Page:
Mozart's Attic

Thursdays from 10pm-12am

Mozart's Attic is a classical music program featuring music from the Middle Ages to the 21st century. Some of it is not frequently heard on air; other pieces are concert favorites from the symphonic repertoire, sometimes in rare or historic performances. There's plenty of vinyl, and sometimes even a bit of shellac.

You never know what you might come across in the attic. 

Tune in for Mozart's Attic Thursday nights from 10 pm until midnight.

Beethoven was outraged when Napoleon declared himself emperor, and when the latter's army was defeated at the Battle of Vitoria, he used the opportunity to rub some salt in Napoleon's wounds. Wellington's Victory  celebrates the British defeat of French forces, which brought about the end of Napoleon's Iberian campaign.

The 1919 premiere of the Elgar Cello Concerto was a disaster due to a rehearsal schedule that bordered on sabotage. As a result the concerto was pretty much consigned to the musical scrap heap until 1965, when English cellist Jacqueline du Pre restored it to its rightful place in the concert repertoire in a breakthrough recording that, incidentally, made her a classical superstar of the sixties. She was twenty years old. Tragically, her career would only last another seven years.

Wilhelm Furtwängler
NPR

Wilhelm Furtwängler was the conductor of the Berlin Philharmonic Orchestra during World War II.

His legacy is complicated. By virtue of his podium, he was by far the most prestigious musician to remain in Germany -- and the Third Reich used that prestige as its own. But Furtwangler was no Nazi. Indeed, parts of his story read like a chapter in Schindler's List.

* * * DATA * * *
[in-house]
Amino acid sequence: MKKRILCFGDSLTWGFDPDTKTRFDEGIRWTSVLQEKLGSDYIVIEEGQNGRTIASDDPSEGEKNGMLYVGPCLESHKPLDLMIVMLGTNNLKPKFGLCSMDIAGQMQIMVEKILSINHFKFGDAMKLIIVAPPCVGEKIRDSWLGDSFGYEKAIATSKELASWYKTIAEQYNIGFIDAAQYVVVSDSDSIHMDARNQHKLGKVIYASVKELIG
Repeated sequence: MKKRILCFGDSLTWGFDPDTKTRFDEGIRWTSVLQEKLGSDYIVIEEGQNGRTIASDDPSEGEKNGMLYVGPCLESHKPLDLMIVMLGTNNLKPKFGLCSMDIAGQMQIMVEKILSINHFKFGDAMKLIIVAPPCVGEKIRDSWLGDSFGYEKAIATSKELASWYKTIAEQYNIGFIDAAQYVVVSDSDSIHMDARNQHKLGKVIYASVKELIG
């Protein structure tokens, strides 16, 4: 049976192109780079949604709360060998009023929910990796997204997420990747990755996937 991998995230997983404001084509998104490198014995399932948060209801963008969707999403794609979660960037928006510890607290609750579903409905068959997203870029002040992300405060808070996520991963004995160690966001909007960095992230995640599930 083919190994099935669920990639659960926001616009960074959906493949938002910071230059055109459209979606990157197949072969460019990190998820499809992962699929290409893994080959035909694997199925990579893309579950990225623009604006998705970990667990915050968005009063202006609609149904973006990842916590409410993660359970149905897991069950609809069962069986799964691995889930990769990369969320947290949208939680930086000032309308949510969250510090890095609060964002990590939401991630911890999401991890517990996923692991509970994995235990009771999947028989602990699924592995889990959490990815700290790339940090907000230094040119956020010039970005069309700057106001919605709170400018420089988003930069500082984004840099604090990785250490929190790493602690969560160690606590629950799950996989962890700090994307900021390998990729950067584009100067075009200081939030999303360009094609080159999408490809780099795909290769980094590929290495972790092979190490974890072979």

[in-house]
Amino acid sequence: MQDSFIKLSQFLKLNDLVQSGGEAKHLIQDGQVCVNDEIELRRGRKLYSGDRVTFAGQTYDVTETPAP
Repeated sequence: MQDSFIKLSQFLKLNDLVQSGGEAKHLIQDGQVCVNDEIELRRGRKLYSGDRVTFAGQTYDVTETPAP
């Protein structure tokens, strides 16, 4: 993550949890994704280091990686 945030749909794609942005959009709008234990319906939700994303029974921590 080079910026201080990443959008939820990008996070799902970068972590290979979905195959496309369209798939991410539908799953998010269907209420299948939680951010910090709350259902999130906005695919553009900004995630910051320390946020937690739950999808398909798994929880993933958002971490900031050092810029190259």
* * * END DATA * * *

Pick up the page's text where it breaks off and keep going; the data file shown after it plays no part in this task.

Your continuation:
Was he "Hitler's Conductor" or was he a subtle saboteur who made sure things went wrong when they needed to go wrong?

We'll look at his politics and his Beethoven -- both --  this Thursday night.
 

Dmitri Shostakovich
The Guardian

It took some gumption to write music for a production of King Lear in Stalin's Russia in 1941. Dmitri Shostakovich, already having  been denounced in Pravda during the Great Terror, composed a score of incidental music to accompany Shakespeare's tale of a ruler gone mad, betrayed by flatterers and angry at those who spoke truth to him.

Anyone for allegory?

In 1971, long after Stalin's death, he did it once again for a motion picture soundtrack.

In 1880, someone suggested to Tchaikovsky that he write a piece of music to celebrate the upcoming 25th anniversary of the coronation of Alexander II.

Staying on the good side of the Czar was always a good idea, and Tchaikovsky wrote a festival overture to be performed in front of the new Moscow cathedral, then nearing completion. The Czar was assassinated, the concert cancelled, and the score went into a box for a couple of years until another suitable occasion came around.

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